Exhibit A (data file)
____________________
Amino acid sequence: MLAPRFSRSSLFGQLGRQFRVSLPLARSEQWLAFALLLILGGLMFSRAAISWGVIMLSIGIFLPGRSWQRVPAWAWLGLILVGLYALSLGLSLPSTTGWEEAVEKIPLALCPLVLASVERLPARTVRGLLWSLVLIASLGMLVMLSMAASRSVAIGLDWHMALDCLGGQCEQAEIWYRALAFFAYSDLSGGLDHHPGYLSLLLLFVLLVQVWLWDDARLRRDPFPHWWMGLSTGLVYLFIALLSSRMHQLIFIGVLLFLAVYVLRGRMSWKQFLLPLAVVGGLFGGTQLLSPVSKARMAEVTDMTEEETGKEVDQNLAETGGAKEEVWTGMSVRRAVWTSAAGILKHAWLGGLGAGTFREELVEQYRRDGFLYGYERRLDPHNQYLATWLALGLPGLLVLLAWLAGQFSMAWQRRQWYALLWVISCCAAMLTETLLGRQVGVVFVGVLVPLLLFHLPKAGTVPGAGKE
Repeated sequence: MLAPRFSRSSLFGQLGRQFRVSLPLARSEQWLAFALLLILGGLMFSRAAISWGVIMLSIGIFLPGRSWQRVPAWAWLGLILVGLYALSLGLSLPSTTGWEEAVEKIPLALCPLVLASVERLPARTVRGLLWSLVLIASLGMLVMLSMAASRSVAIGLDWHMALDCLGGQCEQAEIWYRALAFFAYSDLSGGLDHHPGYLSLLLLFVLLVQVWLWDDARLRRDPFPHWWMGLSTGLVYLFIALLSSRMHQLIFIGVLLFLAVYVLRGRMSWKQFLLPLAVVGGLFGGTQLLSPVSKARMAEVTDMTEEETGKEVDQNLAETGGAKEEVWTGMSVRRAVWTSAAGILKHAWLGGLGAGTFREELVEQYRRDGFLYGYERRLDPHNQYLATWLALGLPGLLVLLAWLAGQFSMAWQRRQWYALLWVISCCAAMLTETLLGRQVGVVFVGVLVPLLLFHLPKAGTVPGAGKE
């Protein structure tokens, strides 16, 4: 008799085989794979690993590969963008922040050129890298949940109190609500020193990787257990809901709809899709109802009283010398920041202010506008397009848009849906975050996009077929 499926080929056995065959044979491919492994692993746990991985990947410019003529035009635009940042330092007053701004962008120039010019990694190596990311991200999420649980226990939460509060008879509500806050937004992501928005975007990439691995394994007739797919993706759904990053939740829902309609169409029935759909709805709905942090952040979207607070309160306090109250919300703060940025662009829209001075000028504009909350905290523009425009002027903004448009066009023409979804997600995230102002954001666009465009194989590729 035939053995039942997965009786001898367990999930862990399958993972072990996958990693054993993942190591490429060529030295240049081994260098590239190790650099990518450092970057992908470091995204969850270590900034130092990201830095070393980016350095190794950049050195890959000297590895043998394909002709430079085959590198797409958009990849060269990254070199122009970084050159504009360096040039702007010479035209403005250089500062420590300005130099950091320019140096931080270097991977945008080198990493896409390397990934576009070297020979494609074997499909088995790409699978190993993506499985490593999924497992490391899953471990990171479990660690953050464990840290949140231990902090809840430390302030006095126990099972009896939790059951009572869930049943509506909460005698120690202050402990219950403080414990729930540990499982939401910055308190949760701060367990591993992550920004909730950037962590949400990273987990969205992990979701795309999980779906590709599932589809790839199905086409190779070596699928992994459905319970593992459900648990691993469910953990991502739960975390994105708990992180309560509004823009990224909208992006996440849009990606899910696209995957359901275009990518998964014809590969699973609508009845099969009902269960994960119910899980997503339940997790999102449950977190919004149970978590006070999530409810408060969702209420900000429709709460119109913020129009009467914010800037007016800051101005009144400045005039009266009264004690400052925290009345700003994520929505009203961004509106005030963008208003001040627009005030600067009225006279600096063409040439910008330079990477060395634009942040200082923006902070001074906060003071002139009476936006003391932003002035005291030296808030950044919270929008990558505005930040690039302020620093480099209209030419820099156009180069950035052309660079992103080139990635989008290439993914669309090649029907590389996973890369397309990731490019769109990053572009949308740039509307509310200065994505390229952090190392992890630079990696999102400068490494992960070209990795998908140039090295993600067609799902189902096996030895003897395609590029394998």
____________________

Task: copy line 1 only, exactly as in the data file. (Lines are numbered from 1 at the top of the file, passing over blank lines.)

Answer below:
Amino acid sequence: MLAPRFSRSSLFGQLGRQFRVSLPLARSEQWLAFALLLILGGLMFSRAAISWGVIMLSIGIFLPGRSWQRVPAWAWLGLILVGLYALSLGLSLPSTTGWEEAVEKIPLALCPLVLASVERLPARTVRGLLWSLVLIASLGMLVMLSMAASRSVAIGLDWHMALDCLGGQCEQAEIWYRALAFFAYSDLSGGLDHHPGYLSLLLLFVLLVQVWLWDDARLRRDPFPHWWMGLSTGLVYLFIALLSSRMHQLIFIGVLLFLAVYVLRGRMSWKQFLLPLAVVGGLFGGTQLLSPVSKARMAEVTDMTEEETGKEVDQNLAETGGAKEEVWTGMSVRRAVWTSAAGILKHAWLGGLGAGTFREELVEQYRRDGFLYGYERRLDPHNQYLATWLALGLPGLLVLLAWLAGQFSMAWQRRQWYALLWVISCCAAMLTETLLGRQVGVVFVGVLVPLLLFHLPKAGTVPGAGKE